Student Housing: United Group clears hurdle on $160M Troy project

Student Housing: United Group clears hurdle on $160M Troy project

The United Group of Cos., Inc. cleared a hurdle today toward bankrolling the first phase of a $160 million development in downtown Troy, N.Y., that would include student housing, retail stores, condominiums and a movie theater.

The Troy Industrial Development Agency formally accepted two preliminary applications from the United Group that, if ultimately approved, would provide $44 million in tax exempt financing for the project on lower Congress and Ferry streets.

United Group President and CEO Michael Uccellini stressed the figures could change as the company fine-tunes a project that was first announced four years ago but has been delayed due to site-control issues and the need to redesign the streets and install traffic lights.

The preliminary work on the street reconstruction has started and is expected to be finished in October 2010. Meanwhile, financing the mixed-use project remains a big challenge.

“On a scale of one to 10, the financing is a 10-plus,” Uccellini told the IDA during a morning meeting in City Hall.

If built, the development would radically change a 14.5 acre, hilly section of the city bordering Prospect Park that is now largely vacant land, shuttered businesses and outdated buildings.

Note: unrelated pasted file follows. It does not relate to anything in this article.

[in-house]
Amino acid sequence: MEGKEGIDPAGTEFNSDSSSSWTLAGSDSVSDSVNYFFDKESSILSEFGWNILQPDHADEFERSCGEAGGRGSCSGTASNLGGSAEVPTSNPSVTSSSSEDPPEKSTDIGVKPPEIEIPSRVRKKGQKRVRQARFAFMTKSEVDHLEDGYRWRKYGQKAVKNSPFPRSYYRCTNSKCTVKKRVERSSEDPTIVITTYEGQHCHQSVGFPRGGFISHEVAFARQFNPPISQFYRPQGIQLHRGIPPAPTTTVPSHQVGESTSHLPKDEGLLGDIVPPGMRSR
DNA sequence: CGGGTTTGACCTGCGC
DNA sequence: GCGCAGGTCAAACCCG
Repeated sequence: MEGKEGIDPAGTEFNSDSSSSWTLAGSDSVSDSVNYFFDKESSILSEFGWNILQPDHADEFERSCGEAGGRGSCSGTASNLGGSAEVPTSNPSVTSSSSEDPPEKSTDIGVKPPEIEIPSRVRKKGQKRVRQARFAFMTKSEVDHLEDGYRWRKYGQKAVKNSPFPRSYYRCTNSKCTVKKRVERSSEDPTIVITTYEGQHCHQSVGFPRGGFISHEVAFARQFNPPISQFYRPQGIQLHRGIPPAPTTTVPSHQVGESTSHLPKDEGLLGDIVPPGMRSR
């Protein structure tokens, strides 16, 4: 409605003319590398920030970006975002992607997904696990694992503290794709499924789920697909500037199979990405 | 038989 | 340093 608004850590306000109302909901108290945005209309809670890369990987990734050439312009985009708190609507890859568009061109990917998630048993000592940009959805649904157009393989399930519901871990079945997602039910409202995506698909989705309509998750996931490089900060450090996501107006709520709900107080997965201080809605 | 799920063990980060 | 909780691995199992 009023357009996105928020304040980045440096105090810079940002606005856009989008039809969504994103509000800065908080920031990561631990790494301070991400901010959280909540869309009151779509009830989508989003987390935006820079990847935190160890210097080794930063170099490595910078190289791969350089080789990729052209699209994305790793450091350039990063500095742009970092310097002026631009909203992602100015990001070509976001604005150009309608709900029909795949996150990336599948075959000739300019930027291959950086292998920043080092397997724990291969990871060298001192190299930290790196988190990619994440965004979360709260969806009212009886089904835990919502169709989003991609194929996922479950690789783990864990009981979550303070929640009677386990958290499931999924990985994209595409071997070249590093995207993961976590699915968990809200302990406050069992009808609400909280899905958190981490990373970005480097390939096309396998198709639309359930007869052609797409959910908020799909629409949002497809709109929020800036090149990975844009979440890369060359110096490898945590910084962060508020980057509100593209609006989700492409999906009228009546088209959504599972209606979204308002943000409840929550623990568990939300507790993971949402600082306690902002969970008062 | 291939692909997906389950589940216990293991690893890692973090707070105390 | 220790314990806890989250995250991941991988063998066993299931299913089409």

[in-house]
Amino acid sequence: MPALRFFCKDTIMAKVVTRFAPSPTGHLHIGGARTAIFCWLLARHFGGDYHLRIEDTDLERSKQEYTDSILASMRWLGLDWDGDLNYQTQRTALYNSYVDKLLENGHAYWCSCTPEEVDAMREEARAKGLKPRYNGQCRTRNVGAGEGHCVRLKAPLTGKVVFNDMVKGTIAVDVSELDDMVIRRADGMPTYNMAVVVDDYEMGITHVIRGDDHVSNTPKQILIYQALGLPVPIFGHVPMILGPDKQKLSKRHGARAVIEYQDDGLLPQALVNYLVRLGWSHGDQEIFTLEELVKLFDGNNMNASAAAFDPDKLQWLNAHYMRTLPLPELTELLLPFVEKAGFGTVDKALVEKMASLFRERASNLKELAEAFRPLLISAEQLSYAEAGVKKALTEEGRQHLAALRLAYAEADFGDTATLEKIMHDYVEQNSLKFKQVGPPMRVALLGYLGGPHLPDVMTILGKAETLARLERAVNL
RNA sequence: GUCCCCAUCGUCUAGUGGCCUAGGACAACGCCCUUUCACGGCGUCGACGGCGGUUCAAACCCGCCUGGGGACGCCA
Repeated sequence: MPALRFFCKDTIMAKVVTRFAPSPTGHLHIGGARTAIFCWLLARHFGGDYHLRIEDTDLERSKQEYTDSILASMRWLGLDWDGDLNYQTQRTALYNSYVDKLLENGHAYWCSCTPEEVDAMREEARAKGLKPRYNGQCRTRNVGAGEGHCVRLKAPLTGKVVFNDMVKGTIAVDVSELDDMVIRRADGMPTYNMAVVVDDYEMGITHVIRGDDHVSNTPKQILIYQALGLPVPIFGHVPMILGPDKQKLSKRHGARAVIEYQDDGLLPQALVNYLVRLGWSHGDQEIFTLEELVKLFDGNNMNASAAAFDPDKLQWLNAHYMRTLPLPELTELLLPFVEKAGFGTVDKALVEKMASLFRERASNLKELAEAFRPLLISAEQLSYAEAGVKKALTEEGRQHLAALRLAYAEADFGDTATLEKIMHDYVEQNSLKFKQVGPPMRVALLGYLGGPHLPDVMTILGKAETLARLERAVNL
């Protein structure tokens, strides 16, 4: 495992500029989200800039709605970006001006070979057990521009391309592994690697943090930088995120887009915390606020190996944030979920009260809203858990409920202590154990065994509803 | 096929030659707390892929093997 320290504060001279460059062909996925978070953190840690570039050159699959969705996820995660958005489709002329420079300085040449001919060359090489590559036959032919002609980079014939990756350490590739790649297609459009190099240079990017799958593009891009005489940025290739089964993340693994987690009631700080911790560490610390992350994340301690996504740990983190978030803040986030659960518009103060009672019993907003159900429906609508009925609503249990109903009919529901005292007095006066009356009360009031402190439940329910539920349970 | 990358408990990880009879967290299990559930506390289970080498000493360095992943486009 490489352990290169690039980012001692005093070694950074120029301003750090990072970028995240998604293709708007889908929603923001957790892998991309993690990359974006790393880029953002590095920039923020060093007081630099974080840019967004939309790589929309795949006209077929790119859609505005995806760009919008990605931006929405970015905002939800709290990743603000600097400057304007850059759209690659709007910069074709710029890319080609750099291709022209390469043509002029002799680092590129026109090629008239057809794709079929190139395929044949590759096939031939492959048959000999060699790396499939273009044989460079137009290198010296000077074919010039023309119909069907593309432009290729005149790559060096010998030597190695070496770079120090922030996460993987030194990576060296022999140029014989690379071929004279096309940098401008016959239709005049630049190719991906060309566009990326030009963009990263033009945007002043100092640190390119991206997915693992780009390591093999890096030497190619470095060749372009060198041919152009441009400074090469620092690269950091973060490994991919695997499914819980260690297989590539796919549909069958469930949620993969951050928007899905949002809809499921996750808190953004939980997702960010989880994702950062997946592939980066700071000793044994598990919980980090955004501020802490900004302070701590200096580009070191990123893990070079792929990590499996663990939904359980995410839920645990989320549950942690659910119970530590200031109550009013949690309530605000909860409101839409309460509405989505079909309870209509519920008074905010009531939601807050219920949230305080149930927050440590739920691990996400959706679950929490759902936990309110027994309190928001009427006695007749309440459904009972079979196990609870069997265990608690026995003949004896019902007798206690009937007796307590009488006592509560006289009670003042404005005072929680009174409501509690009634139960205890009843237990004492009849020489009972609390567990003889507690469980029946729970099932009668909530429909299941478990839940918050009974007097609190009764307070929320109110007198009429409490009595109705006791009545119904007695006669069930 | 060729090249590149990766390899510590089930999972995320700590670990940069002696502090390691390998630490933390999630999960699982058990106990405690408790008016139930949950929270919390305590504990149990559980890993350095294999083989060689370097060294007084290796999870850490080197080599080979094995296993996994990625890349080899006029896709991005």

In the first phase, the company would build 120,000 square feet of residential space that includes 360 beds for college students and an undetermined number of multi-family apartments; 80,000 square feet of retail space; an eight-screen movie theater built into the side of the hill; landscaped courtyards and a 600-space parking garage with retail stores on the ground level.

Security would be “intense,” Uccellini said. He wants to contract with the Troy police to provide extra patrols in the area.

Once the mixed-use space is built, the United Group would move ahead with 24 upscale condominiums at the corner of Congress and Eighth streets.

Uccellini estimated the total investment during the first phase, including the condominiums, would be $85 million.

Plans for the second phase call for tens of thousands of square feet of additional retail and residential space.

The goal is to create a modern but traditional looking development that would appeal to college students and professionals working in the area. The housing would be a short walk from the Rensselaer Polytechnic Institute campus, but would be marketed to all students, such as those at Russell Sage and Hudson Valley Community College.

The United Group has built off-campus housing for more than 4,000 students in New York. The apartment-style units come fully furnished with lots of amenities, a far cry from the cramped, on-campus dorms and shoddy off-campus flats that college students have lived in for years.

by Michael DeMasi for The Business Review (Albany)


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